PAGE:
IRS slaps $29.2 million tax bill on family for bald eagle sculpture that can’t be sold
Calling the bald eagle cowardly and lazy, Ben Franklin preferred the turkey as a representative of America. Sure, turkeys are a little “vain and silly,” he wrote, but just try crossing that bird who “would not hesitate to attack a Grenadier of the British Guards who should presume to invade his Farm Yard with a red Coat on.” Not a chance.
While the Turkey is kind of funny but brave and serious when necessary, the Bald Eagle is always imposing and imperial and it needs to be coddled: The government treats it as more important than the freedoms it’s supposed to represent; in return, the Eagle gives the government an august respectability that it does not warrant.
Here’s one reason why: A family inherited a sculpture featuring a stuffed bald eagle. It’s illegal to sell bald eagles alive or dead so the sculpture has no monetary value. But the IRS doesn’t care, it just takes what it wants, appraising the valueless sculpture at $62 million and demanding the heirs pay $29.2 million in taxes on something they could never sell!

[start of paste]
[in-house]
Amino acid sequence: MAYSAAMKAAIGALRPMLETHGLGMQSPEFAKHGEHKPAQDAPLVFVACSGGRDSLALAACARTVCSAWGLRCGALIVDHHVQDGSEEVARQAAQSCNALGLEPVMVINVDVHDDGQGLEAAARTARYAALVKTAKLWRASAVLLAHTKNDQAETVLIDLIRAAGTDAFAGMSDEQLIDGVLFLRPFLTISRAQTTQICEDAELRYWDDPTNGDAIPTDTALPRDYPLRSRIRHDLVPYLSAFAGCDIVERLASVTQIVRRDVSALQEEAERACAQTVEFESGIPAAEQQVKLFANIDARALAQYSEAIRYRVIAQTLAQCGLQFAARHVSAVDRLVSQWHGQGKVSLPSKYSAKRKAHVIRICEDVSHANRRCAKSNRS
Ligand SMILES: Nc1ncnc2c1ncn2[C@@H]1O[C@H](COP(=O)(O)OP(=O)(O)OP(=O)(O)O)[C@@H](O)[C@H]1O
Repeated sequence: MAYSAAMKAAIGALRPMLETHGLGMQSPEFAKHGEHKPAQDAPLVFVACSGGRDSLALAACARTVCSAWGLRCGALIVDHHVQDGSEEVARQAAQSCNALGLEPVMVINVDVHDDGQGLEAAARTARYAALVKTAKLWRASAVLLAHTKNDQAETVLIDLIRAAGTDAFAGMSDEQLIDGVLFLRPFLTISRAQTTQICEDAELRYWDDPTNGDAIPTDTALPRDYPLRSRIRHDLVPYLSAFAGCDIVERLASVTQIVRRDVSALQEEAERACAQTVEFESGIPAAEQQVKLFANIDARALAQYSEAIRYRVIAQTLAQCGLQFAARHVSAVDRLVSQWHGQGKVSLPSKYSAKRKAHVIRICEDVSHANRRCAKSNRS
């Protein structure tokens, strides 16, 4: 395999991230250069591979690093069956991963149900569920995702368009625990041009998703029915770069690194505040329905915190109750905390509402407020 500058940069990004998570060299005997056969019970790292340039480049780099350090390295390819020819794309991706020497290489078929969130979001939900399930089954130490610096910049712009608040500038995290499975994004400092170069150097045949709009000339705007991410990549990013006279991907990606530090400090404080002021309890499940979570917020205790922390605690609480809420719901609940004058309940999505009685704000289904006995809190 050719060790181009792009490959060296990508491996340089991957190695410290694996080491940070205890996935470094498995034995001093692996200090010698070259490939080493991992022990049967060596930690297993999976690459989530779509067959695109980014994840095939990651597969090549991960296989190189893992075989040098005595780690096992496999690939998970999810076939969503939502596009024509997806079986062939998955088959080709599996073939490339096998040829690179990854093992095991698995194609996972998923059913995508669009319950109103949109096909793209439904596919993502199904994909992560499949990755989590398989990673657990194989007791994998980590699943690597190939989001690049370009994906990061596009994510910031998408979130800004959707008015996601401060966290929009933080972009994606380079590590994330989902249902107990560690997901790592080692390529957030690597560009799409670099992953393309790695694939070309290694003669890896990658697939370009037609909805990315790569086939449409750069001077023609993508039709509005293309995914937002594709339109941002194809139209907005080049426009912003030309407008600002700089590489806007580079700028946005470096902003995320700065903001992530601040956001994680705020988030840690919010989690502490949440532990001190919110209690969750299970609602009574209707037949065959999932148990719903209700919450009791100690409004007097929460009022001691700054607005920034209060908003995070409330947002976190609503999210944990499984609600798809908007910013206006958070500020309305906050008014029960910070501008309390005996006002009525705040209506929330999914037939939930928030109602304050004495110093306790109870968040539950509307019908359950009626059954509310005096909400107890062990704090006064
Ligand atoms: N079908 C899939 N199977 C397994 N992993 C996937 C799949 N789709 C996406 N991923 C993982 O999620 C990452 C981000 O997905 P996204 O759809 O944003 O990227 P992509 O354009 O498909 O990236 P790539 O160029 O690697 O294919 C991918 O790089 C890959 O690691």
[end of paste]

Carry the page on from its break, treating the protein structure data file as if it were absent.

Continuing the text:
What if they couldn’t afford that? Doesn’t matter, says the IRS, cloaked by its imperial bald eagle symbol. You can afford it, so pay up.
That’s wrong, but what’s also wrong is the worship of a national symbol: If the eagle can’t be sold because it’s a symbol of America, then America shouldn’t have a symbol. Our revolution got rid of the idolatry of the State that monarchies, dictatorships, and tyrannical regimes rely upon. We don’t value symbols and pomp; we value our hard-won freedoms. If the symbols interfere with those freedoms, then they are a lie, betraying the values they claim to represent.
If the turkey were our national symbol, we might laugh at it a bit, and that would be a good thing, because we should never take government too seriously. Imagine if all government employees had to wear Turkey patches, or if the logo of the IRS had a silly looking turkey instead of an imposing Bald Eagle. Or if there was a big ol’ turkey on the seal of the president, appearing in front of him every time he spoke. The turkey would be like the servants whispering into the ears of triumphant Roman emperors parading in their chariots: “Remember, you’re only a man.” And it would be a much more accurate representation of American government today–doing wonders to eliminate the notion that we exist at the pleasure of our Ruling Elite, like the little helpless fish the eagle swoops down to eat.